Guided by the multi-theoretical, multilevel (MTML) framework, this study draws from the World Polity Theory and World System Theory to examine factors shaping the structure and evolution of an international human rights network which included INGOs, IGOs, and countries as key players. Using a longitudinal research design and network modeling, this study collected data from 197 countries and revealed a consistent increase of their participation in the networks over a period of 10 years and also the tendency to stabilize. Nonetheless, structural inequality has persisted over time, which was reinforced by endogenous network configurations such as centrality and transitivity at the country level. Exogenous variables such as a country’s economic development, press freedom, and human rights performance-based reputation all contributed to the evolution of this international alliance network. Theoretical and practical implications on how communication and collaboration between countries may play a role in influencing a country’s human right performance are discussed.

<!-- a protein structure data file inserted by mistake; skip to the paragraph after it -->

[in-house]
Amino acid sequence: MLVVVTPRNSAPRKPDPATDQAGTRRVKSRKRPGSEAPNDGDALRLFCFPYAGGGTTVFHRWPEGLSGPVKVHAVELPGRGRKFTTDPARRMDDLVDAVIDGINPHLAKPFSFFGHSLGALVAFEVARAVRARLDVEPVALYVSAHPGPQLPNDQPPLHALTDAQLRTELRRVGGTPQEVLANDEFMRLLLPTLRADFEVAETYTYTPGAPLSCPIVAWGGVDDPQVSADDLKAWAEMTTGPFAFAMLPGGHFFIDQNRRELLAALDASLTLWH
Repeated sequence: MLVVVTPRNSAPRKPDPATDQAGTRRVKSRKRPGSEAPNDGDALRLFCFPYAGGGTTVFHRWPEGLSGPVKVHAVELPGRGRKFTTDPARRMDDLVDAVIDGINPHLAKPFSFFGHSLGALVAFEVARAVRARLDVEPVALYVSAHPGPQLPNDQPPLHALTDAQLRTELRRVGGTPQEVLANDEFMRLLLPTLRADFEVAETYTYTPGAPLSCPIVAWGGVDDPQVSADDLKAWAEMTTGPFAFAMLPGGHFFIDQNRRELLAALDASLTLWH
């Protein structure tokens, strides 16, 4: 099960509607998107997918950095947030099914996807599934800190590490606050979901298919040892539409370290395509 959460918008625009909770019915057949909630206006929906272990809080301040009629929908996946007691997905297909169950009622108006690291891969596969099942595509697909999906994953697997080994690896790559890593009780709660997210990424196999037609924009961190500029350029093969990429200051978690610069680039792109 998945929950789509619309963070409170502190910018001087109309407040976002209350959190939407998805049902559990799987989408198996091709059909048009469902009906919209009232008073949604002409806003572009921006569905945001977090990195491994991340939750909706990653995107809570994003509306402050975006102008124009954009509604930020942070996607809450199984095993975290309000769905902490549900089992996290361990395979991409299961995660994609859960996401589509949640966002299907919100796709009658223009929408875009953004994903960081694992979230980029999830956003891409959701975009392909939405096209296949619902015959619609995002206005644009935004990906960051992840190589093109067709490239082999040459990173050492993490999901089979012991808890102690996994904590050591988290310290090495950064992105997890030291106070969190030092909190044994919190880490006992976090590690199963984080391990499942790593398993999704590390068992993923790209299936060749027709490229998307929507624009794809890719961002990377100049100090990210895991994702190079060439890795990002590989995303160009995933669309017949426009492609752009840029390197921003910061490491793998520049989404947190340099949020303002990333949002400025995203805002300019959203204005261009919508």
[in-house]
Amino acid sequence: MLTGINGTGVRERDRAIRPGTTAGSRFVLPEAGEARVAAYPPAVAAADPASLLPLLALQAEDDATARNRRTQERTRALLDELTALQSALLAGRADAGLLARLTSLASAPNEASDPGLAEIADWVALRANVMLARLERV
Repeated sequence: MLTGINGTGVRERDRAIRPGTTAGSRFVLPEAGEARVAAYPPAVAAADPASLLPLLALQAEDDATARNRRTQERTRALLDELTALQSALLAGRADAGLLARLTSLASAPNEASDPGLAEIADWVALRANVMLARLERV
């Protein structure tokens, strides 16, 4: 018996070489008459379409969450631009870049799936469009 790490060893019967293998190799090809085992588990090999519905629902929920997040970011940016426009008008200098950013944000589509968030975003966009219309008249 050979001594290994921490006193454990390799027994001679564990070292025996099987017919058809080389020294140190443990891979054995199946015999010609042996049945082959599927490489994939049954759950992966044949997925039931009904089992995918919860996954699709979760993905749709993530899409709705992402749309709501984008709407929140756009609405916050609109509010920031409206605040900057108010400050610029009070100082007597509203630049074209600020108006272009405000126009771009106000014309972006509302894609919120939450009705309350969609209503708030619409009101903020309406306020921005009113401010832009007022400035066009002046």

|Number of pages||31|
|State||Published - 2020|
Bibliographical notePublisher Copyright:
© 2020 Taylor & Francis Group, LLC.
- Human rights
- cross-country study
- network analysis
ASJC Scopus subject areas
- Political Science and International Relations